At its simplest level, a bonsai is a tiny tree. At the other end of the spectrum, bonsai is considered a work of art. However you see it, it’s impossible not to be swept up in bonsai’s miniature beauty. Caring for one is easier than you may think and it’s even said that tending to a bonsai can be a form of meditation. If you’re up for creating your own bonsai, we also have a great range of bonsai pots to choose from.
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Bonsai and accessories
Find the best bonsai tree at Flower Power
Bonsai can be considered anything from simply a tiny tree to an intricate work of art. It’s easy to get caught up in the miniature beauty of a bonsai tree and meditative qualities of tending to one, and you may find that one isn’t enough.
It’s easier to care for bonsai plants than you may think, so if you’re up to adopting your own bonsai tree or creating your own, come and explore our range of existing bonsai and bonsai starter kit and get advice on how to grow bonsai.
What is a bonsai tree?
Bonsai are trees and plants cultivated in containers in such a way to show off their best features. Cultivating bonsai is a very artistic hobby and, if you’re doing your own, is more involved than growing other potted plants.
In ancient times bonsai were usually enjoyed by aristocrats, priests, and other high-ranking people, but from around the seventeenth century, commoners began growing them, too. Today, growing bonsai is a hobby enjoyed by people in Japan and everywhere in the world.
All sorts of trees and shrubs are used as bonsai plants – essentially, any plant that can be grown in a little container can be cultivated as a bonsai.
The most popular varieties in Australia are:
- Japanese maple, a hardy deciduous tree that produces gorgeous autumn colours. It likes sunny spots, but not direct afternoon sun, and can handle minor frost. It’s fairly low maintenance, but requires frequent watering and annal leaf pruning.
- Port Jackson Fig is a great beginner bonsai tree. It’s relatively easy to care for needing just plenty of light and regular watering though it will tolerate occasional over, or underwatering.
- Indian laurel fig is tolerant of pruning mistakes and allows its trunk to be twisted for interesting bonsai shapes. It lives well indoors in bright, indirect light.
- Beech tree is great as a bonsai because it is slow growing, tolerates hearty pruning, and has small leaves that turn a beautiful colour in autumn. It likes bright, indirect light but will not do well in frost.
- Pomegranate trees are naturally pretty, with their silvery bark, bright green leaves and red blossoms, and the shallow root system makes it ideal for small pots. If well cared for, it might even bear fruit. It likes full sun and warm temperatures.
- Weeping fig, or Benjamin ficus, is another great beginner bonsai. It features small evergreen leaves on long branches that drape elegantly to the ground and recovers well from pruning mishaps. It will live happily indoor or outdoor in all-day sun, as long as soil is kept moist.
How to grow bonsai
You can grow your own bonsai plants from seeds, but if you’re new to bonsai you’re probably keen to get started right away. Save yourself five years, and come into Flower Power and pick up a bonsai starter kit .
If you want to control the shape of the tree, do it now before you repot. One way to do this is by pruning. You can encourage a tree to grow in a particular direction by pruning hard now and continuing to trim in this direction. How much you can prune without damaging your tree will depend on the species. Another shaping method is wiring; taking a length of stiff wire and gently but firmly bending and twisting the tree with the wire in the direction you want it to grow. This is easier on younger, more pliable trees, but be extremely careful not to damage or snap the trunk or branches. You can rewire the tree if it starts to escape as it grows.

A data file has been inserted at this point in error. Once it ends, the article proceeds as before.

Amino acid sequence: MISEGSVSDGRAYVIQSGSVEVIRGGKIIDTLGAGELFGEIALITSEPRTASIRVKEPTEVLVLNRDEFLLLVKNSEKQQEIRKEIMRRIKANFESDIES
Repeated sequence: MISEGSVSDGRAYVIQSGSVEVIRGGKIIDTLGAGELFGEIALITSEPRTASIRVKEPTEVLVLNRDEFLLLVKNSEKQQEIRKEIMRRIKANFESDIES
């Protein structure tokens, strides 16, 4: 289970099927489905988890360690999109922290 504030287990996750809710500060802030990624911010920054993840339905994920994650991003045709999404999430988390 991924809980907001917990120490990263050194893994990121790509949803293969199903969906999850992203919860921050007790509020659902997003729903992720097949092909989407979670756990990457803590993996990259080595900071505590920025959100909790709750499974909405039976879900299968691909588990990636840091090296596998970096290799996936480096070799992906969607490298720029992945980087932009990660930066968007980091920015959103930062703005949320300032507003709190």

When that’s done, you should move your bonsai starter into its new pot. You want one that’s small enough to constrain your tree’s growth, but deep enough that the roots are able to stabilise the tree.
Remove the tree from its old pot and carefully shake or tap away excess soil so you can see the roots clearly. Prune the roots to control their growth. Cut away the thickest and largest roots, leaving just the slender ones that will sit near the surface of the soil.
Put a base of fresh new Bonsai potting mix in the pot – the mix needs to drain well so your roots don’t sit in water. Position the tree in its new pot, wherever you want it to sit, and top up the pot with your potting mix, making sure to cover the roots. Pat it down firmly and cover with a layer of tiny pebbles if you like.
How to care for bonsai
Your little tree has just undergone a fairly traumatic process, so it will need extra care for a little while. For a few weeks, leave your tree somewhere it gets indirect light, away from direct sun, frost and wind. Keep it at a temperature that suits the species. Water it frequently and lightly, but don’t give it any fertiliser yet.
When its roots have established, you can move it to its forever location and give it occasional fertiliser – you can get bonsai specific options, but small doses of generic is usually fine. Water according to the variety’s requirements, and protect from frost and extreme heat. How to care for bonsai is very similar to caring for other plants.
Your bonsai may need to be repotted in a few years, watch for roots trying to escape as a sign.
Unlike other works of art, there is no such thing as a finished bonsai; you have to keep looking after them and developing them and in return they will be a constantly changing delight.
To begin your own bonsai journey, come into Flower Power and pick up your bonsai starter kit today.